“Honestly, I don’t know whether what I’m teaching is yoga anymore.”
If I had a dollar for every time I heard this sentence from the fantastically skilled yoga teachers I talk to in North America, I’d be able to afford the rent on a yoga studio in a gentrified neighbourhood.
But seriously. There’s a pause after they say it. Something between fear and equanimity hangs in that pause. Continue reading ““Am I Even Teaching Yoga Anymore?””
When I present on the tangled history of early modern postural yoga, I detail what we know about the teaching modes at the Mysore Palace, the privations suffered by the young Iyengar, and Jois’ accounts of beatings. I ask participants to consider whether it’s possible that this colonial-era cruelty and spiritualization of pain has vibrated through yoga pedagogy ever since, given the stories of intrusion and injury and abuse coming to light, which are made less visible under the stories of healing and awakening.
I ask them to consider whether the basic premises of bodily goodness, personal agency and consent in adjustments that the broader yoga culture claims to value might in some ways be occluded by these historical echoes, especially as they blend with any unresolved sadomasochism in the personal psychologies of those who practice. I talk about becoming aware of assumptions towards bodies, and the power of projection upon and transference onto teachers, especially if they are charismatic, and especially if their physical instructions are grounded in metaphysical imperatives or anxieties.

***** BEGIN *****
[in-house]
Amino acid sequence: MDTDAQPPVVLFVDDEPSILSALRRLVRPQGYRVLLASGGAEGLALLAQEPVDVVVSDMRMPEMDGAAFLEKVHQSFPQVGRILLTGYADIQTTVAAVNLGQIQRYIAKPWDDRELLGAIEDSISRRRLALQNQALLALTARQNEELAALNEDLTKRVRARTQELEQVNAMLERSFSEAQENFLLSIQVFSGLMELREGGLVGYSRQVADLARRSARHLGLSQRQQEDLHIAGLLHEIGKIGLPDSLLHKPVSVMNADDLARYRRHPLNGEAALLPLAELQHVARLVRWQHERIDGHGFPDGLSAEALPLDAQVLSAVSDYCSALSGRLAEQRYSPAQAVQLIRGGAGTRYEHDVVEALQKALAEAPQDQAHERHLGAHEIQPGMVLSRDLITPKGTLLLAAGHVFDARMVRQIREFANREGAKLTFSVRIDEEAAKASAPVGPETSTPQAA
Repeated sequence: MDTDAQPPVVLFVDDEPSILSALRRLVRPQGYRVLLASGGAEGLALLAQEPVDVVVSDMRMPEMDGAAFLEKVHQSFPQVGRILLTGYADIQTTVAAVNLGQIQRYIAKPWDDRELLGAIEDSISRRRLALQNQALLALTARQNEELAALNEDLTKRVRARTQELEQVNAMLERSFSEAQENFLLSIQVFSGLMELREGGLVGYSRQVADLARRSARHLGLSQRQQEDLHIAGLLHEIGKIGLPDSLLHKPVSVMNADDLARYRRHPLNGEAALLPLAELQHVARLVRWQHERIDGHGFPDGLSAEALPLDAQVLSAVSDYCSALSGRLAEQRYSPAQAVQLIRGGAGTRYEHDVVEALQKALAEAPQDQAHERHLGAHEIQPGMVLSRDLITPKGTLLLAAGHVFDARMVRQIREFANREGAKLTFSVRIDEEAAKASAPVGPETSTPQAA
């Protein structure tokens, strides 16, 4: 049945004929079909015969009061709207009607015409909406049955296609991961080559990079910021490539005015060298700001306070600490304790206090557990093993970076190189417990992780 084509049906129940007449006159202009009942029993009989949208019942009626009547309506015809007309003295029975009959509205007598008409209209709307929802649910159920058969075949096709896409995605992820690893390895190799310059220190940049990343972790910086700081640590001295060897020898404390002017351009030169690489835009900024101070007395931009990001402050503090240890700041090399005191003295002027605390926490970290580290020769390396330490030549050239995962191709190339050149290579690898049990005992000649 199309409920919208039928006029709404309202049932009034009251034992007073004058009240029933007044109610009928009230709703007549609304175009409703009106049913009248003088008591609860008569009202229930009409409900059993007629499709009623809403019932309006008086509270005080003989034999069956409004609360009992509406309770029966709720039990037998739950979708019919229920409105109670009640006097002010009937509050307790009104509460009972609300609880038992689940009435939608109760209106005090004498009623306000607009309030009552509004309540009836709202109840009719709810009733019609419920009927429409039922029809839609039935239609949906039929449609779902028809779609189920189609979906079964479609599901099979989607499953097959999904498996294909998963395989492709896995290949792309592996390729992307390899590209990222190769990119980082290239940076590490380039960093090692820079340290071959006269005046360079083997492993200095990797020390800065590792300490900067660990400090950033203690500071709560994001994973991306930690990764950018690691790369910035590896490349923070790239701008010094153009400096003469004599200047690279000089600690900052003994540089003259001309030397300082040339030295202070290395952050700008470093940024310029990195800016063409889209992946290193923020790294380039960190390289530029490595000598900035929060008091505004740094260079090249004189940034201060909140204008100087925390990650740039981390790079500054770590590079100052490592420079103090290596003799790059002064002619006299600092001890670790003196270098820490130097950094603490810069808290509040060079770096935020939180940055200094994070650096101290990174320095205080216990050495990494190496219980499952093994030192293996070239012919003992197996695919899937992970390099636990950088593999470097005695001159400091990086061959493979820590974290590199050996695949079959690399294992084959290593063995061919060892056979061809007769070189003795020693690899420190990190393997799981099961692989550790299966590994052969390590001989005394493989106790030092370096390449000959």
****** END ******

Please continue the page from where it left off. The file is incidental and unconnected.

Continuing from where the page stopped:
This can all feel sticky in a room full of yoga teachers. Sometimes a participant will approach me with a troubled look while I’m packing up my gear. We’ll have an exchange that I’ve had enough times that I can offer a composite here:
Participant: “That was a lot to take in. I teach (lineage x), and now I’m having doubts about whether or not I should.” Continue reading ““So Now What?” A brief composite of convos with yoga teachers after #WAWADIA? workshops”